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Heart failure and cardiomyopathy
Immediate improvement in coronary flow reserve after alcohol septal ablation in patients with hypertrophic obstructive cardiomyopathy
  1. W A Jaber1,
  2. E H Yang2,
  3. R A Nishimura1,
  4. P Sorajja1,
  5. C S Rihal1,
  6. A Elesber1,
  7. E Eeckhout3,
  8. A Lerman1
  1. 1
    Division of Cardiovascular Diseases, Mayo Clinic, Rochester, Minnesota, USA
  2. 2
    Division of Cardiology, University of North Carolina, Chapel Hill, North Carolina, USA
  3. 3
    Cardiology Division, Centre Hospitalier Universitaire Vaudois, Lausanne, Switzerland
  1. Dr A Lerman, Division of Cardiovascular Diseases, Mayo Clinic College of Medicine, 200 First St SW, Rochester, MN 55905, USA; Lerman.amir{at}mayo.edu

Abstract

Objectives: To examine whether percutaneous alcohol septal ablation affects coronary flow reserve (CFR) in patients with hypertrophic cardiomyopathy (HCM).

Methods: CFR was measured immediately before and after septal ablation in patients with symptomatic obstructive HCM. CFR was also obtained in normal subjects (NL) for comparison.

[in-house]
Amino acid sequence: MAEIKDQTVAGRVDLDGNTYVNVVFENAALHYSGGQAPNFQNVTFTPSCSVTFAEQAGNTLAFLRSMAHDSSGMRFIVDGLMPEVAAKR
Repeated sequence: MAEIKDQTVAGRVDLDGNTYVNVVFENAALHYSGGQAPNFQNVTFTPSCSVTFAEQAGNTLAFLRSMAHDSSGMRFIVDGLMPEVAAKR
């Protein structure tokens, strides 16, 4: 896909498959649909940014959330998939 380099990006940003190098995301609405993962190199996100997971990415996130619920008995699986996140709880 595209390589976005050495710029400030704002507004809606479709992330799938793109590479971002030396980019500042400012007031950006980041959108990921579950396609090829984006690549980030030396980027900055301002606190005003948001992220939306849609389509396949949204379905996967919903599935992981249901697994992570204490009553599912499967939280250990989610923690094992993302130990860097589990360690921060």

Results: Patients with HCM (n = 11), compared with NL (n = 22), had a lower mean (SD) baseline CFR (1.96 (0.5) vs 3.0 (0.7), p<0.001), a lower coronary resistance (1.04 (0.45) vs 3.0 (2.6), p = 0.002), a higher coronary diastolic/systolic velocity ratio (DSVR; 5.1 (3.0) vs 1.8 (0.5), p = 0.04) and a lower hyperaemic coronary flow per left ventricular (LV) mass (0.73 (0.4) vs 1.1 (0.6) ml/min/g, p = 0.007). Septal ablation in the HCM group (n = 7) reduced the outflow tract gradient but not the left atrial or LV diastolic pressures. Ablation resulted in immediate normalisation of CFR (to 3.1 (1), p = 0.01) and DSVR (to 1.9 (0.8), p = 0.09) and an increase in coronary resistance (to 1.91 (0.6), p = 0.02). This was probably related to an improvement in the systolic coronary flow.

Conclusions: This study demonstrates that successful septal ablation in patients with symptomatic HCM results in immediate improvement in CFR, which is reduced in HCM partly because of the increased systolic contraction load.

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Footnotes

  • Competing interests: None.

  • Funding: Non-commercial research grant received from the Mayo Clinic College of Medicine.

  • Ethics approval: Ethics committee approval obtained.

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